How did you go about deciding who the right people and teams are to plug into your new model? In acquiring firms or teams, we are very opportunistic. Theres so much going on in the industry, which means there are a number of chances and places to find talent. Right now we are still looking; I would say we are aggressively opportunistic. I love alternatives and we are looking at adding hedge funds and hedge fund of funds, but its also the height of the market so you have to be careful. For the most part, Id say we are looking at acquiring struggling managers firms that just cant figure out how to grow on their own. And having a multiboutique strategy has helped us generate a ton of interest from teams or shops looking for a new home. People are finding it to be a really attractive concept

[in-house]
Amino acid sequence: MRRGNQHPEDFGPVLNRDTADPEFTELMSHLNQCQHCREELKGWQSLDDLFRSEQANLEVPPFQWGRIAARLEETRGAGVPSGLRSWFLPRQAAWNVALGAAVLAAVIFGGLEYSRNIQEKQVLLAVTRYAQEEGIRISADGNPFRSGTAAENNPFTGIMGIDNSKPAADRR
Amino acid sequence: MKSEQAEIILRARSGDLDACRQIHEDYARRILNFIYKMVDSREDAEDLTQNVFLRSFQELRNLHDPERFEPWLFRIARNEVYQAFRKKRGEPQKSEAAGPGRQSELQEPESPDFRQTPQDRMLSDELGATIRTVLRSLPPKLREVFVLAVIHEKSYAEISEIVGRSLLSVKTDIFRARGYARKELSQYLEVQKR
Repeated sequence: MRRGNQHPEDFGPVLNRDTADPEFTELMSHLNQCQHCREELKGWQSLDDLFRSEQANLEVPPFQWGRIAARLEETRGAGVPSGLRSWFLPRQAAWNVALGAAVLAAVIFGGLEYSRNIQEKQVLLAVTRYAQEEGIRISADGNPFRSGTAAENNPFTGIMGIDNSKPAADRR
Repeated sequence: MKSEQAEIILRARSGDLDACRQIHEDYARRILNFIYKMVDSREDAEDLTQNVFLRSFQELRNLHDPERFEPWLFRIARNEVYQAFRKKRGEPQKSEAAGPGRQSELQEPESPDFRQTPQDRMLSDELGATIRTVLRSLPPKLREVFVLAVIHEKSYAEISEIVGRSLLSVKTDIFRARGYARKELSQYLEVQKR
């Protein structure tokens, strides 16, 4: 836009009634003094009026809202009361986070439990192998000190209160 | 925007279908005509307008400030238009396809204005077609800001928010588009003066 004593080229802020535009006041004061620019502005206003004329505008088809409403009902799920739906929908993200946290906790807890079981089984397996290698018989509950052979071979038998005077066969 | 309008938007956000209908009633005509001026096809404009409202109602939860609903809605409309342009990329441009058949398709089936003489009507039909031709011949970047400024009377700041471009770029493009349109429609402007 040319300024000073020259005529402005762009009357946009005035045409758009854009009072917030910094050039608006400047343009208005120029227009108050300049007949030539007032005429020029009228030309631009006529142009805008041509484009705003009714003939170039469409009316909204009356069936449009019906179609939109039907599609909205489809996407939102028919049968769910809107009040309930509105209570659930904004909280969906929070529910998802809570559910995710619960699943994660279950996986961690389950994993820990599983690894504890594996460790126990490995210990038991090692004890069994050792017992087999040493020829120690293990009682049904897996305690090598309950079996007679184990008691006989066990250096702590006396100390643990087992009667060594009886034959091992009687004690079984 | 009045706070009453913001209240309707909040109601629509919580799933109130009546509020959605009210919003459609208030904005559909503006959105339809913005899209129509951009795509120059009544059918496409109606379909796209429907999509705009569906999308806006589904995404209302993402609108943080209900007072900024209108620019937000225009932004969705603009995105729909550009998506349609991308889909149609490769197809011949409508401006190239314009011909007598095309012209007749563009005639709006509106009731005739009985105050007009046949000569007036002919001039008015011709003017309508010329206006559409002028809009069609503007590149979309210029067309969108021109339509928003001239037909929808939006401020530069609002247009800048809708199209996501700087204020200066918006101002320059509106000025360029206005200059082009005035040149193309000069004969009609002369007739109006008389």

So you are still looking at adding new strategies and teams? Well continue to create new strategies. We are also beginning to roll out some of the new strategies that we have been developing. We develop these strategies based on client demand; we need to listen to the market. The small-cap 130/30 strategy we just rolled out is a great example of that. A lot of clients have told us that they want more exposure to alternative investments, but they dont want to take the leap into full-blown alternatives. Its a blended product that people are comfortable with, it bridges the long-only and alternative worlds, and were finding that is what more and more institutions want. Were looking at adding a number of new strategies, particularly international small-cap equities. You have to consider areas where there is significant demand but also capacity constraints. Were also looking at adding more global equity strategies. Adding a global boutique to our offering is something I would love to do.